We are pleased to announce in partnership with our partner Spitfire that we can now accept orders for IPv6 on Ethernet circuits. The core network is IPv6 ready and both EFM and Fibre Ethernet, together with their managed Cisco routers, also now support IPv6.
What is World IPv6 day?
World IPv6 day is organized by the Internet Society and this year some of the biggest content providers on the Internet such as Google, Facebook, Yahoo and Akamai are going to be taking part in the biggest experiment yet to find “IPv6 brokeness”.
What is going to happen?
These large internet players already have IPv6 enabled services but they have put them on special
domains such as ipv6.google.com and http://www.v6.facebookbook.com. So if you lookup the regular
you only get an IPv6 address returned (the IP address being 2620:0:1cfe:face:b00c::3 by the way!).
On 8th June for a period of 24 hours these websites will turn on IPv6 DNS replies for their main URLs –
What might break?
The predictions are that a very small amount of people (estimates vary from 0.05% to 0.15%) will not be able the reach these pages for the day. The purpose of these big content providers taking part for the first time is that they will be able to compare usage levels with comparable days and identify the scale if any in the reduction in traffic. In addition because they are such highly frequented websites if they start “dropping off the Internet” people will notice and report the issues which will help tease out as yet unidentified issues. Known issues are with some versions of the Opera/Firefox web browser, some versions of Apple OS and Windows Vista – these have bugs that when presented with an IPv6 and an IPv4 address choose only the IPv6 address or take a very long time to fallback to the IPv4 address. This is a problem when over 99% of Internet users only have IPv4 connectivity so cannot reach the IPv6 address at the moment.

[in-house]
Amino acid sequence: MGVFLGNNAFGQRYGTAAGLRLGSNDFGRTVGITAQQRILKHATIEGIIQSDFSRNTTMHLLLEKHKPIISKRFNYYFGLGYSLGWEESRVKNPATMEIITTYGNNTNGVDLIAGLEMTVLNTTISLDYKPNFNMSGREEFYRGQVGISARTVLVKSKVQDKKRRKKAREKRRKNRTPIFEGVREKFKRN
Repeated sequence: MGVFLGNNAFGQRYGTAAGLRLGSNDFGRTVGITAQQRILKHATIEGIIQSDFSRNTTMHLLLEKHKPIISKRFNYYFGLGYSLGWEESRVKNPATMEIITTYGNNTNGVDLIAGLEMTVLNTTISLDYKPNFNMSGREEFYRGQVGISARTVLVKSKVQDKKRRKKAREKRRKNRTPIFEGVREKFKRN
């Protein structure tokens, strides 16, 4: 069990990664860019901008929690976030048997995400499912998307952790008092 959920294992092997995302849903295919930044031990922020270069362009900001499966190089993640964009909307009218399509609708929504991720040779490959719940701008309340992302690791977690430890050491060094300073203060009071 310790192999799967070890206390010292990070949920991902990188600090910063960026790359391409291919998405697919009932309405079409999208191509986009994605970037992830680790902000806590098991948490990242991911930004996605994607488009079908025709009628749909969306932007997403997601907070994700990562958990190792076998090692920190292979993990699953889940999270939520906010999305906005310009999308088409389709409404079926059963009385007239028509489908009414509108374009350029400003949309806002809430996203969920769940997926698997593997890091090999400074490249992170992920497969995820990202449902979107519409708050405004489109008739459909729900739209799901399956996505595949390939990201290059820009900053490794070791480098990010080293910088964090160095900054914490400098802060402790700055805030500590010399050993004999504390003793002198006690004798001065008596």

Why do this?
It is an important exercise for two reasons. Firstly as the Internet transitions to IPv6 it is important to remain backwards compatible with IPv4 as the two are likely to exist in “dual stacked” systems for many years this day should prove whether that is possible. Secondly if it all goes to plan it gives confidence to other websites to start moving their content to Ipv6.
What happens at the end of IPv6 day?
It is expected that after 24 hours the DNS records will be changed back so everyone can look at the results and sit back and take stock.